21 January 2015

CONFERENCE ANNOUNCEMENT: In Pursuit of Pluralist Jurisprudence

Thursday & Friday, 5-6 February 2015, Faculty of Law, National University of Singapore
Existing jurisprudential analyses of law beyond the state have focused upon substantive questions surrounding the institutional, normative and systemic character of non-state law, both on its own and in interaction with state law. That scholarship, however, has revealed a significant gap surrounding questions of jurisprudential methodology, purpose and scope. These are the broad themes the conference will aim to address.
PROGRAMME: The programme has been arranged to cover the following sessions.
Thursday, 5 Feb 2015
SESSION I (Chair: Andrew Harding)
Do Lawyers Need a Theory of Legal Pluralism? Roger Cotterrell (Queen Mary University of London)
Tribal Executive Power in the Settler States: Legal and Political Theories of Inter-indigenous Pluralism. Kirsty Gover (University of Melbourne)
SESSION II (Chair: Terry Nardin)
Three Concepts of Legal Pluralism: A Jurisprudential Assessment. Mattias Kumm (The WZB Berlin Social Science Center)
Law and Legitimacy for Global Institutions. Pavlos Eleftheriadis (University of Oxford)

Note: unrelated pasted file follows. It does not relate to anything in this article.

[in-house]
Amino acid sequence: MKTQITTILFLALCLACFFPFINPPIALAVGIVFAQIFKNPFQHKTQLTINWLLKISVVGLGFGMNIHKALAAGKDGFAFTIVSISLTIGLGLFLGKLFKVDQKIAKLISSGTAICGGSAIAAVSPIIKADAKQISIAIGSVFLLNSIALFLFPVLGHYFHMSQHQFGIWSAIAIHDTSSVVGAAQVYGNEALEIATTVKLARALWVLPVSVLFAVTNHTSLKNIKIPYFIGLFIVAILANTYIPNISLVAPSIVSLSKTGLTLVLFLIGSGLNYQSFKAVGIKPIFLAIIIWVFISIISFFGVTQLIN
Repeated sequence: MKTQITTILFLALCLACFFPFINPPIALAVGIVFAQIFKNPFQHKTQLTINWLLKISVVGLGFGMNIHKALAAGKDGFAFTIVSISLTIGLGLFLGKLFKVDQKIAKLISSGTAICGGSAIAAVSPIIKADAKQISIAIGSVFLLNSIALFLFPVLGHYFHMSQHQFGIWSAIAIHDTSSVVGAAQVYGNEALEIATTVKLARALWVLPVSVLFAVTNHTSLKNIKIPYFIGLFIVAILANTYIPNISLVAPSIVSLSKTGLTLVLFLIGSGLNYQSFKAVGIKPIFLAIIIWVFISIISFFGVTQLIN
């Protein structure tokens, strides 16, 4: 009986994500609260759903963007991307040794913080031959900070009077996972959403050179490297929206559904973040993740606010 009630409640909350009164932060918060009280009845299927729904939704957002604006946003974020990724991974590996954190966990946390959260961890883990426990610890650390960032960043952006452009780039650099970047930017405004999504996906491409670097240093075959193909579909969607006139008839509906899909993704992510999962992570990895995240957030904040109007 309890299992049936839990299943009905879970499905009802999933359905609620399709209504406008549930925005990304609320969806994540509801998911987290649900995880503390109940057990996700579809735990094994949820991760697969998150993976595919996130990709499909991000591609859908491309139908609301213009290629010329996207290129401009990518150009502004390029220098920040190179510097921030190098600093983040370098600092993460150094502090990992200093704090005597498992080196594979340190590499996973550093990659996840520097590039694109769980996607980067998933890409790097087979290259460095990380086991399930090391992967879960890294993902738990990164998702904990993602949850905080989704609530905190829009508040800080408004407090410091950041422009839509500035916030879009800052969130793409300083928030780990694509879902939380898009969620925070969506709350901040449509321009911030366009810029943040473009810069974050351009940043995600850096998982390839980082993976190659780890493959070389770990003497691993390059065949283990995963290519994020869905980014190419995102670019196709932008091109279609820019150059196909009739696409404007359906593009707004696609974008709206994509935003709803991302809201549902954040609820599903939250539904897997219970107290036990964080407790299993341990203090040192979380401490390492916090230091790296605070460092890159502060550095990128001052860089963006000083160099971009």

SESSION III (Chair: Maksymilian Del Mar)
Legal Pluralism and the Rule of Law. Martin Krygier (University of New South Wales)
The Many Uses of Law: Connecting an Instrumental and an Interactional Perspective. Sanne Taekema (Erasmus University Rotterdam)
Friday, 6 Feb 2015
SESSION IV (Chair: Tony Anghie)
Metaphors of the New Legal Theory. Margaret Davies (Flinders University)
Towards a Genealogical Understanding of Transnational Law. Detlef Von Daniels (Humboldt-Universität zu Berlin)
SESSION V (Chair: Kevin Walton)
Legal Theory and Global Justice: The Gap. Neil Walker (University of Edinburgh)
Collectivist Authority and International Customary Law. Stefan Sciaraffa (McMaster University)
SESSION VI (Chair: Nicole Roughan)

Law and Recognition-Towards a Relational Concept of Law. Ralf Michaels (Duke University)
Against a General Jurisprudence of Pluralism. Cormac Mac Amhlaigh (University of Edinburgh)

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